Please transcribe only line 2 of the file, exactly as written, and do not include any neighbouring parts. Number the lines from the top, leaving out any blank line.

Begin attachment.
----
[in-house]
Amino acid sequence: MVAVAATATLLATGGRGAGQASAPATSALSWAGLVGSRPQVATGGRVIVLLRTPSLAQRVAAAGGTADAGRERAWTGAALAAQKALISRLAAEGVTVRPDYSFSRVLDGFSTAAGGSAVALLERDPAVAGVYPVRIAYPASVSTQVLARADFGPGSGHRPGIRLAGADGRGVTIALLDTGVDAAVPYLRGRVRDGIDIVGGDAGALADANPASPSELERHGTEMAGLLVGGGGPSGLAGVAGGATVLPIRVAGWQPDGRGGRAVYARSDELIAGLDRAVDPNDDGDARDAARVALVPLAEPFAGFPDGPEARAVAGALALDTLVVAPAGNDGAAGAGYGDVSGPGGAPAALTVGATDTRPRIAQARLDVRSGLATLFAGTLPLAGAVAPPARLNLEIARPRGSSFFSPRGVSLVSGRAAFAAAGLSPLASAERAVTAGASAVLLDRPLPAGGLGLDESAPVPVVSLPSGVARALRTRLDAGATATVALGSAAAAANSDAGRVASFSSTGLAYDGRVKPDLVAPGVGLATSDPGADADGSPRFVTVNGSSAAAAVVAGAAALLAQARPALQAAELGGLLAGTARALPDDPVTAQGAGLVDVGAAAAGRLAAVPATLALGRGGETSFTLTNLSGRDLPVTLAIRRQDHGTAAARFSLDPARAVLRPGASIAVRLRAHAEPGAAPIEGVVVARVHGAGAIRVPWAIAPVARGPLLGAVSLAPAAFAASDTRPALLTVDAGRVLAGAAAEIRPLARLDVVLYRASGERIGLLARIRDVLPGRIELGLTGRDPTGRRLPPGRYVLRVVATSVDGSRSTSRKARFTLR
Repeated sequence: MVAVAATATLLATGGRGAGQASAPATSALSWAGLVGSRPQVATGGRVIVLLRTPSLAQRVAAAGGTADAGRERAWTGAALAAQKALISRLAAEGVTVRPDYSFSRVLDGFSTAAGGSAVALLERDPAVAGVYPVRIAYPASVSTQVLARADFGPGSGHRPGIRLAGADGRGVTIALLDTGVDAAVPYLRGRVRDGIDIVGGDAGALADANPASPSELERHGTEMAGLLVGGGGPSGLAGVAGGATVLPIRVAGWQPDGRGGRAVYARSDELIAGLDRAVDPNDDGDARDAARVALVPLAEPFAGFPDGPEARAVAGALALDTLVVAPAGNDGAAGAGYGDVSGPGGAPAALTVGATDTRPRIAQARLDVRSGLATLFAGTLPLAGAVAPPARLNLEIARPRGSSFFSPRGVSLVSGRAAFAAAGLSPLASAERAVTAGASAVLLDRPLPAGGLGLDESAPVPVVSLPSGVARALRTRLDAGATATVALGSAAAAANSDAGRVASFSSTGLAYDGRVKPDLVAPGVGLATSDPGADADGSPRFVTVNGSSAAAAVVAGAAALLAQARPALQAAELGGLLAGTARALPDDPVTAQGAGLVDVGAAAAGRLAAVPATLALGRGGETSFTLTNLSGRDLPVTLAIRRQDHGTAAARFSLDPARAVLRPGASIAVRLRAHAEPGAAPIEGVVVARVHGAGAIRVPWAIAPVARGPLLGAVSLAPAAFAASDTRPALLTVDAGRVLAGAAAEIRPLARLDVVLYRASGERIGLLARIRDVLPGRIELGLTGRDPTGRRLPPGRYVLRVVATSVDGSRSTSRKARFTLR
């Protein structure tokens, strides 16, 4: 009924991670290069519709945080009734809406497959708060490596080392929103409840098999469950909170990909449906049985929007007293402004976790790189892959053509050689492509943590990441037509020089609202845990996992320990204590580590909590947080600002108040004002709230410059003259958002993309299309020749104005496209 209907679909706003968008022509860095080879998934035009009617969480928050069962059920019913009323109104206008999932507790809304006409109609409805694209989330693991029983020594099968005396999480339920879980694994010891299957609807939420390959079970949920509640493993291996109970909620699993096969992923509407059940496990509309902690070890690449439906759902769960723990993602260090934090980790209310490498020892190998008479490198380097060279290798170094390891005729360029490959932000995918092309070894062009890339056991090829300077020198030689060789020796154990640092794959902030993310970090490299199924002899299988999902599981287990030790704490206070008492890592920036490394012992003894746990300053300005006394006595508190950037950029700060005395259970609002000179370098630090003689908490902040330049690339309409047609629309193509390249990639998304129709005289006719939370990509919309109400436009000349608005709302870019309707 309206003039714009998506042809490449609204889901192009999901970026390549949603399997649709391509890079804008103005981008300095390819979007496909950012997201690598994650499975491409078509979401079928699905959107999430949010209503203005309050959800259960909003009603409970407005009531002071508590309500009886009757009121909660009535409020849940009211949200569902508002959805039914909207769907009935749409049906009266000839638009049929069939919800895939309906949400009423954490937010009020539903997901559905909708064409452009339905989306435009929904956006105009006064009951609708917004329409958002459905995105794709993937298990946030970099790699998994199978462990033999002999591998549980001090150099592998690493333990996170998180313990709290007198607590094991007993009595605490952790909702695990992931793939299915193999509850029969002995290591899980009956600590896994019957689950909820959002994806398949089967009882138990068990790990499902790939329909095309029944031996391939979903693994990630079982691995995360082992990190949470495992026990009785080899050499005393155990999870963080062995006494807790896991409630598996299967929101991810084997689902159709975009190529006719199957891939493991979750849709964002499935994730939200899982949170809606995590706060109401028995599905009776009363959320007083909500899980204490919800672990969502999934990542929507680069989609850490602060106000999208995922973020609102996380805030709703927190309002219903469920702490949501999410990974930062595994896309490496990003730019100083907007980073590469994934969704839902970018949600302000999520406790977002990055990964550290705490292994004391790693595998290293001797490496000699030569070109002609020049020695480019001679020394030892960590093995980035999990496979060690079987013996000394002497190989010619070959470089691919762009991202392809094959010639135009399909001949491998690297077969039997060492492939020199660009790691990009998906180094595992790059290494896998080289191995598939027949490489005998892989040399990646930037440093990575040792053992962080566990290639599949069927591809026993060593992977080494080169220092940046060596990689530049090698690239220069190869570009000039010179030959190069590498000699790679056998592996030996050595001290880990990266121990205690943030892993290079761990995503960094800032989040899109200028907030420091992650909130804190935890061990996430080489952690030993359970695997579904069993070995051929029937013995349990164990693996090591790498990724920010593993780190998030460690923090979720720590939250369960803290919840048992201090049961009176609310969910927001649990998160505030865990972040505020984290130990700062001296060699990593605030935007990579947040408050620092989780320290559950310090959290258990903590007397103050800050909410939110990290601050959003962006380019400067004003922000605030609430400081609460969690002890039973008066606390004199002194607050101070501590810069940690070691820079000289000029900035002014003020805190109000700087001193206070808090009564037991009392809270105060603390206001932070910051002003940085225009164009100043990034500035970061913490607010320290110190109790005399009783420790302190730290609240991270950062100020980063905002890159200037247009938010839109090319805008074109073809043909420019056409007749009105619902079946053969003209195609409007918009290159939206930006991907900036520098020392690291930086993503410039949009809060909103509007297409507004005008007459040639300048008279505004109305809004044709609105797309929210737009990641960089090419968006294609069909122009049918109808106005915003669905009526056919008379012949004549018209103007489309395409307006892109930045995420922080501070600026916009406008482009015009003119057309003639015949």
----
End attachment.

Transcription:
Amino acid sequence: MVAVAATATLLATGGRGAGQASAPATSALSWAGLVGSRPQVATGGRVIVLLRTPSLAQRVAAAGGTADAGRERAWTGAALAAQKALISRLAAEGVTVRPDYSFSRVLDGFSTAAGGSAVALLERDPAVAGVYPVRIAYPASVSTQVLARADFGPGSGHRPGIRLAGADGRGVTIALLDTGVDAAVPYLRGRVRDGIDIVGGDAGALADANPASPSELERHGTEMAGLLVGGGGPSGLAGVAGGATVLPIRVAGWQPDGRGGRAVYARSDELIAGLDRAVDPNDDGDARDAARVALVPLAEPFAGFPDGPEARAVAGALALDTLVVAPAGNDGAAGAGYGDVSGPGGAPAALTVGATDTRPRIAQARLDVRSGLATLFAGTLPLAGAVAPPARLNLEIARPRGSSFFSPRGVSLVSGRAAFAAAGLSPLASAERAVTAGASAVLLDRPLPAGGLGLDESAPVPVVSLPSGVARALRTRLDAGATATVALGSAAAAANSDAGRVASFSSTGLAYDGRVKPDLVAPGVGLATSDPGADADGSPRFVTVNGSSAAAAVVAGAAALLAQARPALQAAELGGLLAGTARALPDDPVTAQGAGLVDVGAAAAGRLAAVPATLALGRGGETSFTLTNLSGRDLPVTLAIRRQDHGTAAARFSLDPARAVLRPGASIAVRLRAHAEPGAAPIEGVVVARVHGAGAIRVPWAIAPVARGPLLGAVSLAPAAFAASDTRPALLTVDAGRVLAGAAAEIRPLARLDVVLYRASGERIGLLARIRDVLPGRIELGLTGRDPTGRRLPPGRYVLRVVATSVDGSRSTSRKARFTLR